A: If your baby's suckling is effective, the amount of milk produced should be optimal. Pumping immediately after breastfeeding may over-stimulate milk production, resulting in an increased risk of breast engorgement, blocked ducts and other problems. Unless suckling is ineffective, additional pumping is unnecessary. If you do not know whether your baby's suckling is effective, you can read Chapter 4 of Love, Starts from Breastfeeding... and also seek help from the Maternal and Child Health Centre, or other healthcare professionals. Actually, your breasts will keep producing milk, so it is impossible to literally “empty” the breasts!
Watch Video: http://s.fhs.gov.hk/m2ypj
- Q: 4. My breasts become engorged quickly after I've just breastfed. Should I pump out the milk to relieve my discomfort?
A: Usually you will feel fullness in your breasts when it's time to feed. If your breasts are engorged soon after feeding, that can mean oversupply of milk. It is fine to express a small amount of breastmilk to relieve discomfort, but you should seek advice from a healthcare professional to manage oversupply.
There are other features of oversupply of breastmilk:
- The breasts are so engorged that it is difficult for your baby to attach well
- Your baby may choke when put on the breast as the milk flow is too fast
- Your baby may pass watery stool
- You may have recurrent blocked ducts
- Q: 5. Some mothers want to push themselves to produce more milk in order to reach a target amount that compares well with other mothers, so called “chasing after” milk. Is this necessary?
A: The appropriate amount of milk depends on your baby's needs. You should judge whether your baby has been fed enough based on the baby's signs of satisfaction after feeding, poo and pee, and weight gain.
Some mothers think they do not produce enough milk because the amount of breastmilk expressed is less than others; or is less than the recommended consumption stated on the labels of formula milk cans. They may consider themselves to have “insufficient milk” and start worrying about the need to produce more milk. In fact, both the quality and quantity of breastmilk change according to the needs of your baby at different stages. You shouldn't blindly increase the frequency or duration of milk pumping.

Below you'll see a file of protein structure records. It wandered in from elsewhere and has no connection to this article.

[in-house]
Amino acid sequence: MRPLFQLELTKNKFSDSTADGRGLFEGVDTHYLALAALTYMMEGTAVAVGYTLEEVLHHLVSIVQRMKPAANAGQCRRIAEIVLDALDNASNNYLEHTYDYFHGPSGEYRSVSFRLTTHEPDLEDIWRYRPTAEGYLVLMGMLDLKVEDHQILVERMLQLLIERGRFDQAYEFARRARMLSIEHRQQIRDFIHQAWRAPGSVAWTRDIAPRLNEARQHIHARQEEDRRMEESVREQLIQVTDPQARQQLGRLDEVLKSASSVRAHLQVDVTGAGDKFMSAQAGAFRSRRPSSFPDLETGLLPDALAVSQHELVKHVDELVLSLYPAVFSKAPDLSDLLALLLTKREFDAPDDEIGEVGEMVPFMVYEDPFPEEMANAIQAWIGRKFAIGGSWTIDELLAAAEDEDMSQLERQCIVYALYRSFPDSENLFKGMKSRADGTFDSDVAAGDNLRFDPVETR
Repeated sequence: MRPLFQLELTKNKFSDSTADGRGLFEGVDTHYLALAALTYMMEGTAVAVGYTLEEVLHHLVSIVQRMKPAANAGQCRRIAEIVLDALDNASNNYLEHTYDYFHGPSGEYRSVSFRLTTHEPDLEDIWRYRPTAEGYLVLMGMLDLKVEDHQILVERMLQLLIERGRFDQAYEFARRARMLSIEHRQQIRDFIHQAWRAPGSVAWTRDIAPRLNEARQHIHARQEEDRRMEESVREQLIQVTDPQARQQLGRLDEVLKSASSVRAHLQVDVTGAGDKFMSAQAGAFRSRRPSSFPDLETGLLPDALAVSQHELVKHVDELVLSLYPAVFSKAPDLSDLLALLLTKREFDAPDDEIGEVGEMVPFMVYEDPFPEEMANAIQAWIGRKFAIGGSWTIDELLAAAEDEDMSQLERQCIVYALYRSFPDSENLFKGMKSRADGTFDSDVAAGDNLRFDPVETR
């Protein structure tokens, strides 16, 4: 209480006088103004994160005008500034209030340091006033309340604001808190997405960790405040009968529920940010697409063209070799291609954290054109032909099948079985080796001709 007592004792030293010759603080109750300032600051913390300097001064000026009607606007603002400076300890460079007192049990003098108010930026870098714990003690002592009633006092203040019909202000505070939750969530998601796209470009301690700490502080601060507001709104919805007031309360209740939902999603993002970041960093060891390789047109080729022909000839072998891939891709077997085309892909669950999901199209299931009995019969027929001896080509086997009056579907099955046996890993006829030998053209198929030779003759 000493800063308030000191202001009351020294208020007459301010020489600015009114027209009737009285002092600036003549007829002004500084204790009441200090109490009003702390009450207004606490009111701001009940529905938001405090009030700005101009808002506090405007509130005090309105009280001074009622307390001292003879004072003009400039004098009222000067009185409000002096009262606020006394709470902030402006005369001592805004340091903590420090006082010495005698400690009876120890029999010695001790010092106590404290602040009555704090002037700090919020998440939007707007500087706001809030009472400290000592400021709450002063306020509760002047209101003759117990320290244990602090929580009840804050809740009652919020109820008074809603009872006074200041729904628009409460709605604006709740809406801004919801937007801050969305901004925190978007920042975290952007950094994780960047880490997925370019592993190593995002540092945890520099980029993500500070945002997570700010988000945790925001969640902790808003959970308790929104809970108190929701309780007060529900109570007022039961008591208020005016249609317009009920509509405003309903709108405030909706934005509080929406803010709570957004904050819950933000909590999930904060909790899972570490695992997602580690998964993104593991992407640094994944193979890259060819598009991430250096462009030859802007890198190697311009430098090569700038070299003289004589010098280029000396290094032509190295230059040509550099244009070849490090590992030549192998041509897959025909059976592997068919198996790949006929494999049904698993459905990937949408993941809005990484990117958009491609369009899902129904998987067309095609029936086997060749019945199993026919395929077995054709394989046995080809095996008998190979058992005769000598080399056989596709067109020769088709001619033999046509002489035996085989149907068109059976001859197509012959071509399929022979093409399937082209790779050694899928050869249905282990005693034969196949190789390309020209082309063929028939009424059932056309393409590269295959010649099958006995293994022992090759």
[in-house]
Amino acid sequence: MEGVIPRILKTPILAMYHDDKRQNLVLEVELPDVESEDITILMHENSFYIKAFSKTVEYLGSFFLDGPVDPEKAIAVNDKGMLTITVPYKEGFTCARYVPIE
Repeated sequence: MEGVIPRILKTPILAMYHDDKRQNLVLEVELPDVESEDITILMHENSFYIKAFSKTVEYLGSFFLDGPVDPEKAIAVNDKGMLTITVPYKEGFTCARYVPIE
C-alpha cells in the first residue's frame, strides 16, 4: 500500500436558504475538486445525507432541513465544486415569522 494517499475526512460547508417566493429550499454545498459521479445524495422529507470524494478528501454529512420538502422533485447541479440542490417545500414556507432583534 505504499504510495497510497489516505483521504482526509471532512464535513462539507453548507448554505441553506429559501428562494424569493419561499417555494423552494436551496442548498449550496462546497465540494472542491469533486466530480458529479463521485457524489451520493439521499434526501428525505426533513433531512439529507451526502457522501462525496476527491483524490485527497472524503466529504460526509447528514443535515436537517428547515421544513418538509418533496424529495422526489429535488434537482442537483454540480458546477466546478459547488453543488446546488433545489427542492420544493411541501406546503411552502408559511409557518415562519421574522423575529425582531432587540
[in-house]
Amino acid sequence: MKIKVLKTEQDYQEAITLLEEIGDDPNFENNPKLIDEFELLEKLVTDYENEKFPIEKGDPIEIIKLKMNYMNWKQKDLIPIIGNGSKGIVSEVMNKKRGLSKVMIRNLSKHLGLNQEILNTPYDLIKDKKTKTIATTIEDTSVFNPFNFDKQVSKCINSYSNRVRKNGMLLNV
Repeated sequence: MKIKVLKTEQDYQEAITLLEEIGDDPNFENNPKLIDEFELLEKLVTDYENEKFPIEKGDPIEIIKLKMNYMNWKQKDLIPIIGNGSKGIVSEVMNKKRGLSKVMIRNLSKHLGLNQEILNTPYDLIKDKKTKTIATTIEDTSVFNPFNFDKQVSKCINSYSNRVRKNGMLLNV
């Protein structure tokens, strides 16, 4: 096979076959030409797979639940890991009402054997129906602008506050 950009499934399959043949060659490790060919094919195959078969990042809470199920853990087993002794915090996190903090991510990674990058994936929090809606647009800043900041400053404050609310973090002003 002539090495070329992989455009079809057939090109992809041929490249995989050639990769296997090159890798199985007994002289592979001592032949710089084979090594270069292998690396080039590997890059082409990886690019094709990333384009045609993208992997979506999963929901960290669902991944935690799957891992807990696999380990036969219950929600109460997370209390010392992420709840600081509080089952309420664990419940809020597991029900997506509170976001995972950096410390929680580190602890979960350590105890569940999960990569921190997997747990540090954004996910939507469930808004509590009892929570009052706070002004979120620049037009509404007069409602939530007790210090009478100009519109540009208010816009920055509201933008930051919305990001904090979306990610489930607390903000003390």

If you suspect you are not producing enough milk, you should seek help from a healthcare professional.
- Q: 6. My baby can drink 3 ounces of milk in a feed, but I can only pump 2 ounces at a time. Am I producing enough milk?
A: The amount of milk expressed each time depends on many factors and is not necessarily the same as the amount of milk your baby needs each feed. Furthermore, if your baby is bottle-fed, the amount drinks tends to be more than needed. If you suspect you are not producing enough milk, you should seek help from a healthcare professional.
- Q: 7. Can I pump more milk if I lengthen the duration of each pumping time to 60 minutes or more so that I can reduce the frequency of pumping?
A: Most of the breastmilk is extracted in the first 8 to 10 minutes of pumping. Extending the duration of pumping does not significantly increase the yield. Actually, frequent pumping is more effective in stimulating milk production.
- Q: 8. Can more milk be pumped out if I apply pressure on the breasts while pumping?
A: Studies show that applying appropriate pressure on the breast increases milk production for some mothers. However, if excessive pressure is applied, or the edge of the breast shields is pressed too hard on the breasts, it will result in blocked ducts and even damage the breast tissue. If milk flow is smooth during pumping, you can relax and need not apply pressure on your breasts.
- Q: 9. My breast is full or engorged, yet no milk is being pumped out. Why is it so?
A: First, you should check whether the breast pump parts are connected properly. If you are anxious, in physical discomfort or pain, the milk let-down reflex can be suppressed and impede milk flow. Try to relax and practise “Prelude to breastfeeding” (see Chapter 4 in Love, Starts from Breastfeeding...), or take painkillers if necessary. You can also try to hand-express milk or pump the other breast while your baby is suckling.
Please note: Continued engorgement of your breasts may lead to mastitis. If this lasts for more than 24 hours, seek help from a healthcare professional immediately.
- Q: 10. Can I alter a single pump to a double pump myself?
A: This has potential risks as the pump may not operate well if they are connected improperly to the tubing and the breast shields.